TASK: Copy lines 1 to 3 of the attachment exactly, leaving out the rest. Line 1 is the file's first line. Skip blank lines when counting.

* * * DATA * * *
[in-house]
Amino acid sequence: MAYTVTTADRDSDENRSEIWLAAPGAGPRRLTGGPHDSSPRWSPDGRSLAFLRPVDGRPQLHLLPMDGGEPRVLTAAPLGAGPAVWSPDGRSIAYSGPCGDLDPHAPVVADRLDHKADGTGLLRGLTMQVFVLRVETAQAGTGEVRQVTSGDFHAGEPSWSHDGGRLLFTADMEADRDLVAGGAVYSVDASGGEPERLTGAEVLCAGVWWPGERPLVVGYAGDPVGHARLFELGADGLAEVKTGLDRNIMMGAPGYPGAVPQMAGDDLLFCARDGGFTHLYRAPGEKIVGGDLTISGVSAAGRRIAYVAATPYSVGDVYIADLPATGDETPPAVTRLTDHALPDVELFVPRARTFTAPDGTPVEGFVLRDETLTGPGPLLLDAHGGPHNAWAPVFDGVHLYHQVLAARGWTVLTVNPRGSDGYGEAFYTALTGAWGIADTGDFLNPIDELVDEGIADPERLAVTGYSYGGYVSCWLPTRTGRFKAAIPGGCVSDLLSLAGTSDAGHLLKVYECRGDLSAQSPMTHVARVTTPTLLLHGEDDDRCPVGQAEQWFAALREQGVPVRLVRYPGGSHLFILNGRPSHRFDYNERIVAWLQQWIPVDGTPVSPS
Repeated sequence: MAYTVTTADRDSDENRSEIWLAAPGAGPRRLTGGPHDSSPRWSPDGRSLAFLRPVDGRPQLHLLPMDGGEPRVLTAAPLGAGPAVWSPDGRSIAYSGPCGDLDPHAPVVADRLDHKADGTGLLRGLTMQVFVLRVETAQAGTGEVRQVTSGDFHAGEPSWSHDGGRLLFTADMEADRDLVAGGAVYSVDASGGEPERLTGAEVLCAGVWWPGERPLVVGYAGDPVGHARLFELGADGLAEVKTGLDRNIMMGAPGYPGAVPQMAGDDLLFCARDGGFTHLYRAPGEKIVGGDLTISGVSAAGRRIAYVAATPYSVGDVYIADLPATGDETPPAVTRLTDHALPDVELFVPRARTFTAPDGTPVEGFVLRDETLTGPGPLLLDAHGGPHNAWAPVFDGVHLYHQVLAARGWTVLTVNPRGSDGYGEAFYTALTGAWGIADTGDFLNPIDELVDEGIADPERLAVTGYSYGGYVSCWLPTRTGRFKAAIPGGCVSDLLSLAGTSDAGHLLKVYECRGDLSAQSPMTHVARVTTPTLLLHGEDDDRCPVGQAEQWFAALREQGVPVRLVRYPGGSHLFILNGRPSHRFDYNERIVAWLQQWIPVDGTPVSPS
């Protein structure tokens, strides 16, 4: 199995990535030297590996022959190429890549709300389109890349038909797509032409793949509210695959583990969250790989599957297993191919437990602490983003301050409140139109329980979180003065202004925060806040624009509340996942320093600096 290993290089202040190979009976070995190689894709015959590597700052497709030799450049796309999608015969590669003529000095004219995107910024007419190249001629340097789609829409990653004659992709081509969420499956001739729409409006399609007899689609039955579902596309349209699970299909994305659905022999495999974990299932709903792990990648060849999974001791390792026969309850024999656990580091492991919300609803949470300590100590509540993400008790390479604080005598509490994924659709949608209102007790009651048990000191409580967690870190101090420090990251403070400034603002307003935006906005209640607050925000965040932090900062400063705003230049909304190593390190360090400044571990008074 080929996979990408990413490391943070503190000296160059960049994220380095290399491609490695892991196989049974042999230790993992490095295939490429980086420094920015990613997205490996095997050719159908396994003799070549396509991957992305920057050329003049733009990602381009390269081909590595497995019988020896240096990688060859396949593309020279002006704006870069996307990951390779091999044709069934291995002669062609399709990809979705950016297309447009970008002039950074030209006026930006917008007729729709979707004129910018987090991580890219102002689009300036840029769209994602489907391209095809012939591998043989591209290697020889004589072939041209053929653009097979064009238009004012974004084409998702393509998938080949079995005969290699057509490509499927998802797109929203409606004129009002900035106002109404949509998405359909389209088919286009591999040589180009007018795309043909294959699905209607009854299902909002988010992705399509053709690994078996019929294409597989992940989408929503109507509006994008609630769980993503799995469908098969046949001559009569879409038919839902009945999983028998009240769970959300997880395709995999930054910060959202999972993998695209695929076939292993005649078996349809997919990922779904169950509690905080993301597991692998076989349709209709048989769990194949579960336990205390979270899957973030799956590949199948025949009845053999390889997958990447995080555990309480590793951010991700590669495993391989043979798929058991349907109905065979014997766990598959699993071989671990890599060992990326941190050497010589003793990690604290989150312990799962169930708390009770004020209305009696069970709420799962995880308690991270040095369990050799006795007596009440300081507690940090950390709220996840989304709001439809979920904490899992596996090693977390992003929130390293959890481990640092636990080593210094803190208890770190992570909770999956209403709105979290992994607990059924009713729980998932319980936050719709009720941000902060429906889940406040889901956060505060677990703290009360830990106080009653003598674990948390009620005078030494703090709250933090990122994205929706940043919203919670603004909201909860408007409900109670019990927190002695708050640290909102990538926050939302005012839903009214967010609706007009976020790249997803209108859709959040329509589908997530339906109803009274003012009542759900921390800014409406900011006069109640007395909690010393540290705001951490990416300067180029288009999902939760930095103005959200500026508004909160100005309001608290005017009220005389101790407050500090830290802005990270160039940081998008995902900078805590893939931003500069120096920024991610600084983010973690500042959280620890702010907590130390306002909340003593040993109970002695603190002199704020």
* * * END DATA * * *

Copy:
[in-house]
Amino acid sequence: MAYTVTTADRDSDENRSEIWLAAPGAGPRRLTGGPHDSSPRWSPDGRSLAFLRPVDGRPQLHLLPMDGGEPRVLTAAPLGAGPAVWSPDGRSIAYSGPCGDLDPHAPVVADRLDHKADGTGLLRGLTMQVFVLRVETAQAGTGEVRQVTSGDFHAGEPSWSHDGGRLLFTADMEADRDLVAGGAVYSVDASGGEPERLTGAEVLCAGVWWPGERPLVVGYAGDPVGHARLFELGADGLAEVKTGLDRNIMMGAPGYPGAVPQMAGDDLLFCARDGGFTHLYRAPGEKIVGGDLTISGVSAAGRRIAYVAATPYSVGDVYIADLPATGDETPPAVTRLTDHALPDVELFVPRARTFTAPDGTPVEGFVLRDETLTGPGPLLLDAHGGPHNAWAPVFDGVHLYHQVLAARGWTVLTVNPRGSDGYGEAFYTALTGAWGIADTGDFLNPIDELVDEGIADPERLAVTGYSYGGYVSCWLPTRTGRFKAAIPGGCVSDLLSLAGTSDAGHLLKVYECRGDLSAQSPMTHVARVTTPTLLLHGEDDDRCPVGQAEQWFAALREQGVPVRLVRYPGGSHLFILNGRPSHRFDYNERIVAWLQQWIPVDGTPVSPS
Repeated sequence: MAYTVTTADRDSDENRSEIWLAAPGAGPRRLTGGPHDSSPRWSPDGRSLAFLRPVDGRPQLHLLPMDGGEPRVLTAAPLGAGPAVWSPDGRSIAYSGPCGDLDPHAPVVADRLDHKADGTGLLRGLTMQVFVLRVETAQAGTGEVRQVTSGDFHAGEPSWSHDGGRLLFTADMEADRDLVAGGAVYSVDASGGEPERLTGAEVLCAGVWWPGERPLVVGYAGDPVGHARLFELGADGLAEVKTGLDRNIMMGAPGYPGAVPQMAGDDLLFCARDGGFTHLYRAPGEKIVGGDLTISGVSAAGRRIAYVAATPYSVGDVYIADLPATGDETPPAVTRLTDHALPDVELFVPRARTFTAPDGTPVEGFVLRDETLTGPGPLLLDAHGGPHNAWAPVFDGVHLYHQVLAARGWTVLTVNPRGSDGYGEAFYTALTGAWGIADTGDFLNPIDELVDEGIADPERLAVTGYSYGGYVSCWLPTRTGRFKAAIPGGCVSDLLSLAGTSDAGHLLKVYECRGDLSAQSPMTHVARVTTPTLLLHGEDDDRCPVGQAEQWFAALREQGVPVRLVRYPGGSHLFILNGRPSHRFDYNERIVAWLQQWIPVDGTPVSPS